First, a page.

Guidelines for Active Listening


*Ask questions to make sure you understand speaker’s message

*Repeat back the message in your own words

  • *make the speaker feel welcome and respected
  • * Offer “door openers,” opportunities to talk


*Look for the feeling behind the message

*Have relaxed, attentive posture and comfortable eye contact

*Show your human side. Let the speaker know if you have faced the same problem


*Offer other resources to help with the problem

*Help the speaker identify the possible next step

role play

Demonstrate active listening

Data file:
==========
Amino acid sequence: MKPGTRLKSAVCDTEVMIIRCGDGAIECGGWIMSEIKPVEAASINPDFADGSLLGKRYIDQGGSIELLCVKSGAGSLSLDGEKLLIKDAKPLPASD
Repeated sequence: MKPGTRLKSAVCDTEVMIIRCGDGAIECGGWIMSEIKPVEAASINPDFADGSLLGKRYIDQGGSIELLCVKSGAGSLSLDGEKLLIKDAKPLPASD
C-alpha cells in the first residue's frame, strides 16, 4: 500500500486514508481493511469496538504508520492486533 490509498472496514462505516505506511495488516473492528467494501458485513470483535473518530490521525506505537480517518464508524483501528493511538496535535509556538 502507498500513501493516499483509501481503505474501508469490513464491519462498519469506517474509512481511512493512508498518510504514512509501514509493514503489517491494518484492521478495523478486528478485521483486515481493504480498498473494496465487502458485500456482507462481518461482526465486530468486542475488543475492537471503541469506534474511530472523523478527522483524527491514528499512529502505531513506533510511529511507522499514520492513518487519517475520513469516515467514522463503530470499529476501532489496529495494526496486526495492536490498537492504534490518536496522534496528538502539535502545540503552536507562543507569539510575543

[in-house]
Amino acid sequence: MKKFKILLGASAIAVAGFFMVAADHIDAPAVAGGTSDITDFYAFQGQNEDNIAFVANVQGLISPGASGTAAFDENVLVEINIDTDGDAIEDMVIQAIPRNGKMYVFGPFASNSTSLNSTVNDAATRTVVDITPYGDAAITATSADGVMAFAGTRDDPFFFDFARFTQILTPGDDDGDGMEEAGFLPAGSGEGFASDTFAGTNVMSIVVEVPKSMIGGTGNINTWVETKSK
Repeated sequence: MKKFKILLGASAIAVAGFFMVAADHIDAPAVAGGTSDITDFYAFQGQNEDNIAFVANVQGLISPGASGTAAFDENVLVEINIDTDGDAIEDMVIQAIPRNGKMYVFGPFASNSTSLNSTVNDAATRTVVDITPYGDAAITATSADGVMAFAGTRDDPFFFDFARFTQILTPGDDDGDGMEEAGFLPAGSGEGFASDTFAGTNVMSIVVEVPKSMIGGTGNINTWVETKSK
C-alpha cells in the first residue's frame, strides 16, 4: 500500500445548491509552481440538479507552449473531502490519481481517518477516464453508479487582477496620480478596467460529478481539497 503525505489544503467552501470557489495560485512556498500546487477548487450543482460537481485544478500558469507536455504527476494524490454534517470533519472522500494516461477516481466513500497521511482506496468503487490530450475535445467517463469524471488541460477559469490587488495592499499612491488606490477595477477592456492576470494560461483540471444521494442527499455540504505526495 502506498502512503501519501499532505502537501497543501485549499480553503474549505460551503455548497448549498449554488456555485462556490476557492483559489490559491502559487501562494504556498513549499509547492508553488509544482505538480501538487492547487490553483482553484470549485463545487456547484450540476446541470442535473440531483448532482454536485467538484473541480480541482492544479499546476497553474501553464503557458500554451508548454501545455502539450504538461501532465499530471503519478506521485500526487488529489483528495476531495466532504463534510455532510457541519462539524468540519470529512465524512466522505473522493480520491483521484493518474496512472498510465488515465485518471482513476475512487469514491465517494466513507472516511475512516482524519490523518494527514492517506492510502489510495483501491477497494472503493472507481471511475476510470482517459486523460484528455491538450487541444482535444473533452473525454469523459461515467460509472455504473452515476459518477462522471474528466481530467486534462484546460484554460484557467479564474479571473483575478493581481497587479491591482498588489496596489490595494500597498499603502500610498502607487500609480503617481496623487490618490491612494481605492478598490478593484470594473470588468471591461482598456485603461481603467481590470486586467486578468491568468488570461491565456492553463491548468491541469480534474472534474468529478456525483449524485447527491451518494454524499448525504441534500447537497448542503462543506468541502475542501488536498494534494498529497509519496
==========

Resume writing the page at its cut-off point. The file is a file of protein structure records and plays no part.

One person should tell a tall tale with a complex plot

The other person should listen as best they can, then ask questions to help clarify the story

tips for good feedback
Tips for Good Feedback

Focus on the behavior, not the person

Be specific rather than general

Be supportive

Emphasize what’s possible and beneficial

Take timing into account

Invite feedback on the feedback

problem solving

Scenario 1

Scenario 2

  • Betty, a new CNA whom you are mentoring, speaks to an upset family member in an unpleasant, curt manner. She has been speaking to co-workers and residents in the same way. Though she is doing her tasks correctly and in a timely manner, her attitude has been a definite problem. What kind of feedback would you give to this new CNA?